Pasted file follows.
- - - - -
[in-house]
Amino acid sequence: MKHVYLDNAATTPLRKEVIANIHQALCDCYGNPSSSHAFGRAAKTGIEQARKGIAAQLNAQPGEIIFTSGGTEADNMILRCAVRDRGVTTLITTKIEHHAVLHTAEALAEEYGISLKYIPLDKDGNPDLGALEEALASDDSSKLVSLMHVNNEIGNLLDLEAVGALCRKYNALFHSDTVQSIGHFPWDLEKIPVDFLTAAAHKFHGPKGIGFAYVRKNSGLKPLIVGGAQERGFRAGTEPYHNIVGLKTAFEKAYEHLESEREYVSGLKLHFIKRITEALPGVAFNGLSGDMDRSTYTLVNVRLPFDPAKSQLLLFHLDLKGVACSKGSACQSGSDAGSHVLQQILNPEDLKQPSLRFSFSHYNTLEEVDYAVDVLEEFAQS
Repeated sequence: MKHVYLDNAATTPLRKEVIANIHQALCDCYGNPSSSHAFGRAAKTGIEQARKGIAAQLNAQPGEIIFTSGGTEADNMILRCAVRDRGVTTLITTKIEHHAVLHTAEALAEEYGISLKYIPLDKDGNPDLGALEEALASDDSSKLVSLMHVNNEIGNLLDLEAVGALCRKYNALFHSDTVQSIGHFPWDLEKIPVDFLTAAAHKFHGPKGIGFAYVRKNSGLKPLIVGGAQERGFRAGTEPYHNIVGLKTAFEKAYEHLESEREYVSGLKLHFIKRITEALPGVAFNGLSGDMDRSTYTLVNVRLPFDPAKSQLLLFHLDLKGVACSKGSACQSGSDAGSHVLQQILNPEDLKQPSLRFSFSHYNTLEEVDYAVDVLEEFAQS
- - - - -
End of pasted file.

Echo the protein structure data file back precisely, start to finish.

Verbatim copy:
[in-house]
Amino acid sequence: MKHVYLDNAATTPLRKEVIANIHQALCDCYGNPSSSHAFGRAAKTGIEQARKGIAAQLNAQPGEIIFTSGGTEADNMILRCAVRDRGVTTLITTKIEHHAVLHTAEALAEEYGISLKYIPLDKDGNPDLGALEEALASDDSSKLVSLMHVNNEIGNLLDLEAVGALCRKYNALFHSDTVQSIGHFPWDLEKIPVDFLTAAAHKFHGPKGIGFAYVRKNSGLKPLIVGGAQERGFRAGTEPYHNIVGLKTAFEKAYEHLESEREYVSGLKLHFIKRITEALPGVAFNGLSGDMDRSTYTLVNVRLPFDPAKSQLLLFHLDLKGVACSKGSACQSGSDAGSHVLQQILNPEDLKQPSLRFSFSHYNTLEEVDYAVDVLEEFAQS
Repeated sequence: MKHVYLDNAATTPLRKEVIANIHQALCDCYGNPSSSHAFGRAAKTGIEQARKGIAAQLNAQPGEIIFTSGGTEADNMILRCAVRDRGVTTLITTKIEHHAVLHTAEALAEEYGISLKYIPLDKDGNPDLGALEEALASDDSSKLVSLMHVNNEIGNLLDLEAVGALCRKYNALFHSDTVQSIGHFPWDLEKIPVDFLTAAAHKFHGPKGIGFAYVRKNSGLKPLIVGGAQERGFRAGTEPYHNIVGLKTAFEKAYEHLESEREYVSGLKLHFIKRITEALPGVAFNGLSGDMDRSTYTLVNVRLPFDPAKSQLLLFHLDLKGVACSKGSACQSGSDAGSHVLQQILNPEDLKQPSLRFSFSHYNTLEEVDYAVDVLEEFAQS